Joey Telucci

December 3, 2019 at 9:32 pm Leave a comment

Running on Empty: Why Running and Marketing After a Hiatus is Challenging

I like to think of myself as a runner. But, honestly, I’m an inconsistent runner. This on again/off again dedication has consequences and parallels in professional services (proserv) marketing. Let’s explore.

In running: When you haven’t run in a while, it’s much harder to get going again.

In proserv marketing: If your brand has sat on the shelf and had little activity, it’s difficult to raise short-term awareness.

In running, your legs and back are stiff and you’re much more quickly out of breath. Frankly, running is pretty miserable after a long layover. Sometimes I think to myself, “Why am I even doing this?!”

In marketing, lack of activity means that your brand’s image awareness atrophies. After just six months of letting up on dedicated investment, it begins to slide off the radar of your target audiences. When a brand push resumes – in byline articles, advertisements, third-party commentary, social media and other initiatives – opportunities are harder to secure and overall ROI feels low, to the point of questioning the process.

You simply can’t turn on and off your brand awareness. You need to keep the tap open. And, if you don’t want sore legs after running around the block, you need to lace up your shoes more often.

In running: Your mileage is low when you put your running shoes back on, and it doesn’t feel like it will ever go back up.

In proserv marketing: When you start marketing in earnest after a long hiatus, the total number of activities and positive outcomes is often fairly low.

The tools to run – whether around the block or a 5K – are the same, the clothes, the shoes, etc. And, in terms of total effort, the early days of running often feel more challenging than when you have been doing it for a while and are actually going on longer runs. The same applies to marketing. Getting going again is challenging and often involves many fits and starts and some dead ends. Your time “spend” may feel high, even though months later it will be more but feel like less. The process, in each case, leads to results.

In running: When you start running again, you can get early delusions of grandeur.

In proserv marketing: Early success can get to your head and set unrealistic expectations.

There are really, really good runners – super-fast sprinters and distance runners with unbelievable endurance. However, for the most part, there are people like me – 5Ks are great. 10Ks are a little ambitious, and anything longer than that requires more training than I have time or interest. It’s important to keep perspective: finishing races is great. Winning them or going from a 5K to the Boston Marathon isn’t realistic. It’s far better to set and consistently achieve attainable goals.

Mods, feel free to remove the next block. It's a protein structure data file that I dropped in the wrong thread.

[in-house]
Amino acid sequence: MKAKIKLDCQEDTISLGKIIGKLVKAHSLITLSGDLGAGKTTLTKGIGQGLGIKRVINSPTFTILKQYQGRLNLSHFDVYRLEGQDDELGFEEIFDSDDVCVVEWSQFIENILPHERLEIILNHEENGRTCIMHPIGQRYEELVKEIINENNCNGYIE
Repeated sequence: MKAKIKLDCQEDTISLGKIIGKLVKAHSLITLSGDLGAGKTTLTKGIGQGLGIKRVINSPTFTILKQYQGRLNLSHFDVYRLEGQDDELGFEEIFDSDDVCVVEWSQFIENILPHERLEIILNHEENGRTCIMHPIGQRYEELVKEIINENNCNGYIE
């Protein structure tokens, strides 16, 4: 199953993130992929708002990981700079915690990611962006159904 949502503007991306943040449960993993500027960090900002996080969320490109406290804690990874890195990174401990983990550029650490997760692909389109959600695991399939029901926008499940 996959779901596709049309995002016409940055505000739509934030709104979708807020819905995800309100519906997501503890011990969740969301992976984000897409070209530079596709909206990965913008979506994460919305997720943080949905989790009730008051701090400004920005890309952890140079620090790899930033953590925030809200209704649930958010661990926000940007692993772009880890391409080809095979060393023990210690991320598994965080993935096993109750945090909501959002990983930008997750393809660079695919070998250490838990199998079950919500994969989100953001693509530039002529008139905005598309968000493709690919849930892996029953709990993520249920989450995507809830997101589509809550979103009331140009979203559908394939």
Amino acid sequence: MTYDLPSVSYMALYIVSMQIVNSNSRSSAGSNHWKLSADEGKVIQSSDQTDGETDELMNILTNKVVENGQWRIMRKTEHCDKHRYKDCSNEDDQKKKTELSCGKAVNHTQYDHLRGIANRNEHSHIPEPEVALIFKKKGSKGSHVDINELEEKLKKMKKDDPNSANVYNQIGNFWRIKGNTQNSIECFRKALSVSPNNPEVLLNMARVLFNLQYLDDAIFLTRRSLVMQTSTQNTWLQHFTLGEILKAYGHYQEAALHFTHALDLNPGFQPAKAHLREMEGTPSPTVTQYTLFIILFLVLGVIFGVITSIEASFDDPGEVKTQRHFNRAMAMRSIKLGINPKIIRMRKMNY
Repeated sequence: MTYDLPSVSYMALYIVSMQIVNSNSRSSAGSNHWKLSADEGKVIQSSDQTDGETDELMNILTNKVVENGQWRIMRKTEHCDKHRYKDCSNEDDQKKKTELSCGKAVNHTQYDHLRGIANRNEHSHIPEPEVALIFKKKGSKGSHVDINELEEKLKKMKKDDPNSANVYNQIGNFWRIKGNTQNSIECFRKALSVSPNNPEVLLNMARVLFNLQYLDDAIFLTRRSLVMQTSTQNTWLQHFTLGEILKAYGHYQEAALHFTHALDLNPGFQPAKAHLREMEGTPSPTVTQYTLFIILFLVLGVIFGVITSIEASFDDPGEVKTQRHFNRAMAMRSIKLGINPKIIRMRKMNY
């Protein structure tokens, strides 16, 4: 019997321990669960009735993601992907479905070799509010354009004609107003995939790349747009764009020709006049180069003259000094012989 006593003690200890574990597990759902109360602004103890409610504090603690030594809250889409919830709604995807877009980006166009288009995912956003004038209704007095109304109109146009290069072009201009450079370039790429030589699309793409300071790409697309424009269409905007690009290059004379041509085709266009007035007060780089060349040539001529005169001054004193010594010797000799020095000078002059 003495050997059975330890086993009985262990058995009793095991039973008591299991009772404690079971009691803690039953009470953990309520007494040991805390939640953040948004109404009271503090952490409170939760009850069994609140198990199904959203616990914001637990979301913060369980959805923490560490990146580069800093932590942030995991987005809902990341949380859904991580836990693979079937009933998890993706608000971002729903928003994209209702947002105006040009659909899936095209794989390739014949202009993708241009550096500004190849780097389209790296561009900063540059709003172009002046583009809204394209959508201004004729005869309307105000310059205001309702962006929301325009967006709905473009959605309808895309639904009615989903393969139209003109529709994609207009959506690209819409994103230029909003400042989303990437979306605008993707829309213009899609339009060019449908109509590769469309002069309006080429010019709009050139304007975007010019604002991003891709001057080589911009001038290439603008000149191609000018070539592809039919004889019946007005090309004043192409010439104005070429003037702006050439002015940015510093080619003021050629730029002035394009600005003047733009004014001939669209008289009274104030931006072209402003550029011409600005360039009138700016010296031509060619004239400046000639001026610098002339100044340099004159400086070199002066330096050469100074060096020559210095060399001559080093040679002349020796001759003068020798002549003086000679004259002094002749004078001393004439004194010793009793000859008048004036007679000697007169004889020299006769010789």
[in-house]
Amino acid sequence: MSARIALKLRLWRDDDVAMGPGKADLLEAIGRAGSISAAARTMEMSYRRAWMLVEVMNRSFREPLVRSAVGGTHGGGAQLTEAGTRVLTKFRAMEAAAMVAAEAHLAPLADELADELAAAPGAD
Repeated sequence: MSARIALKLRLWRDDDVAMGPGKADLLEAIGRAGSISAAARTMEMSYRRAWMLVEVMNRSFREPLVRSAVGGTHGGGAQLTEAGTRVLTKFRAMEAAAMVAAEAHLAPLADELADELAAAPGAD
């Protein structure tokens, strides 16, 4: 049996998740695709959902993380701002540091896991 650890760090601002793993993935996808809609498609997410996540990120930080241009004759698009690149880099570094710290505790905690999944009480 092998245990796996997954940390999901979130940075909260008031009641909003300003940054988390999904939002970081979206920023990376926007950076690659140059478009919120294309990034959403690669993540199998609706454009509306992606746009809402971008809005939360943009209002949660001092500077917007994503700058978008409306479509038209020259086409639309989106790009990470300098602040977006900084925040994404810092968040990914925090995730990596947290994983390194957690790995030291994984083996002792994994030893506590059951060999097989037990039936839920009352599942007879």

What’s the parallel? Well, writing a byline article for a bar publication isn’t a direct stepping-stone to being quoted in The Wall Street Journal. Running and marketing are iterative processes that reward your effort. One can go from couch to 5K to the Boston Marathon, just as one can go from an accounting trade to the New York Times. It takes effort, skill and some degree of good fortune. (It also helps to have a coach.)

In running: Not running tends to be bad for your waistline.

In proserv marketing: Not marketing tends to make your brand complacent and sluggish.

Running is good for a person on many levels, including burning a lot of calories and shedding some summer excess or winter “lining.” If you don’t run, as a person who runs for exercise, you tend to get heavier, slower and more tired – a trifecta of sloth!

Consistent marketing keeps company and personal brands agile, attractive in the marketplace and renewed. Brands that sit on the shelf go out of the public’s mind, lose out on business development opportunities and fail to attract talent.

Runners should run, regularly. (Trust me, I know.) And, professional services brands should market, regularly. Both just make good sense.

Michael Bond

November 21, 2019 at 7:28 pm Leave a comment